Principal protection: is it worth it?
When interest rates eventually trend up, banks will probably make use of the improved yield to start selling principal-protected and guaranteed instruments, whereby the initial investment sum invested is protected or guaranteed.
The instruments are aimed at conservative investors who want a promise they will get all money invested back. With low risk comes low returns. All things being equal, guaranteed instruments yield below investments where there is risk of capital loss, or not getting all your money back.
To be ready for a call from the bank salesman, investors should start to understand the basics of such investments.
For example, the investor should look at the creditworthiness of the firm issuing the instrument, as he or she will ultimately be relying on that institution to pay back the principal, no matter what happens to markets in the meantime.
Guaranteed instruments often involve structuring and complexity, and often with large embedded fees. They can be very difficult to sell prior to maturity, on the open market.
Investing is all about getting returns on risk. The higher the risk, the bigger the expected return. Clearly, guaranteed instruments are designed to be low risk. But ask yourself this: if the investment forms only a small part of your portfolio, could you plausibly afford to take losses on that investment?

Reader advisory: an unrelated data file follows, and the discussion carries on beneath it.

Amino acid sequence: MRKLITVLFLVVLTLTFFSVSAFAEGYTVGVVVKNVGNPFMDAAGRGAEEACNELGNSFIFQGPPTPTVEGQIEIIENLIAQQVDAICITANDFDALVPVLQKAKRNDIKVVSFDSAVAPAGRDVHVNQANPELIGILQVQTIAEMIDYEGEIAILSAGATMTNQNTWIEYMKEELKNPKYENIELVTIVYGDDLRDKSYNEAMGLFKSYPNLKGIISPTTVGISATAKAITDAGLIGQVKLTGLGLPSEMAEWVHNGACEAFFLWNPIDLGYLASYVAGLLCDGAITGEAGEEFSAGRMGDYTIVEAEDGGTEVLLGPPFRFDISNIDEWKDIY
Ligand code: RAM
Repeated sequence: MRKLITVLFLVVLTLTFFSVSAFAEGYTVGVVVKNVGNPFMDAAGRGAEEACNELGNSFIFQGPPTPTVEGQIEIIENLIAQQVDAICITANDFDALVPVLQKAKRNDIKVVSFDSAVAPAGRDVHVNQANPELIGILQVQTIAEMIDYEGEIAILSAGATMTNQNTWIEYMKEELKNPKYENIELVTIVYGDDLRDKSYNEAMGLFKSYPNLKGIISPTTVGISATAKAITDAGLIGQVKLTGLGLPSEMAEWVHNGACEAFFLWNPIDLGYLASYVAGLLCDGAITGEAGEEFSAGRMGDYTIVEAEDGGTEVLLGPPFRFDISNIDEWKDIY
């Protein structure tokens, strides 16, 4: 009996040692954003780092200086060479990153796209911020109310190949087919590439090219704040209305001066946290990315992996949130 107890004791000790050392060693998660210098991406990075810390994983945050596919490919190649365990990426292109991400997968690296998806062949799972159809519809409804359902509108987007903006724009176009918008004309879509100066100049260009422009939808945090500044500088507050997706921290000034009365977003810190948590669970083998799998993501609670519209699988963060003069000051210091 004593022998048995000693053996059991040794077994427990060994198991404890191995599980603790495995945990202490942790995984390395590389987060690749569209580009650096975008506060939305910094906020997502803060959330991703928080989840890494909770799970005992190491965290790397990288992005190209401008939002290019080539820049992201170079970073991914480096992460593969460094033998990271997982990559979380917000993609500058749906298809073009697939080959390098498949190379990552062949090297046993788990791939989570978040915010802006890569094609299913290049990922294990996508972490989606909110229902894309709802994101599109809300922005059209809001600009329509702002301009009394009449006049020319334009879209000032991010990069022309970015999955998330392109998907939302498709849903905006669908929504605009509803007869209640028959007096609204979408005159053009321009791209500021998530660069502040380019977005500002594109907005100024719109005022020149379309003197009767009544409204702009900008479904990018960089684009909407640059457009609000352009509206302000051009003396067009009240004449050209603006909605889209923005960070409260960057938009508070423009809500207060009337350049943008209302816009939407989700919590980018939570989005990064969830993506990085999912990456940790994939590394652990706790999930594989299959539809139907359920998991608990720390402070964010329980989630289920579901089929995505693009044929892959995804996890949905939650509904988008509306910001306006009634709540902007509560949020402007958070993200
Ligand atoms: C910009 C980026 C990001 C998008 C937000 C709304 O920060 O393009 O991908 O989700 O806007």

If the answer is yes, you might as well forgo the guarantee structure, and choose something with more risk and more potential for returns.
In my view, principal guaranteed investments almost never make sense. Investors can control risk other ways - such as through a diversification of investments and counterparties - rather than asking a bank to guarantee minimum performance, which might only raise costs without providing sufficient benefits to justify them.
And practical considerations also play a role in investments, as with any endeavour.
If you're tempted to show the boss, family members and friends that you didn't lose money from an investment because of the protection or guarantee feature, please consider being completely honest by showing that, just because you get your principal back, doesn't mean that you didn't lose money.
It simply means that, years later, you will get the same amount of money that you started with.
We all know with today's inflation, that's a hell of a lot less than what you started with.
Robert Jones is head of FCL Advisory, which advises family offices and wealthy individuals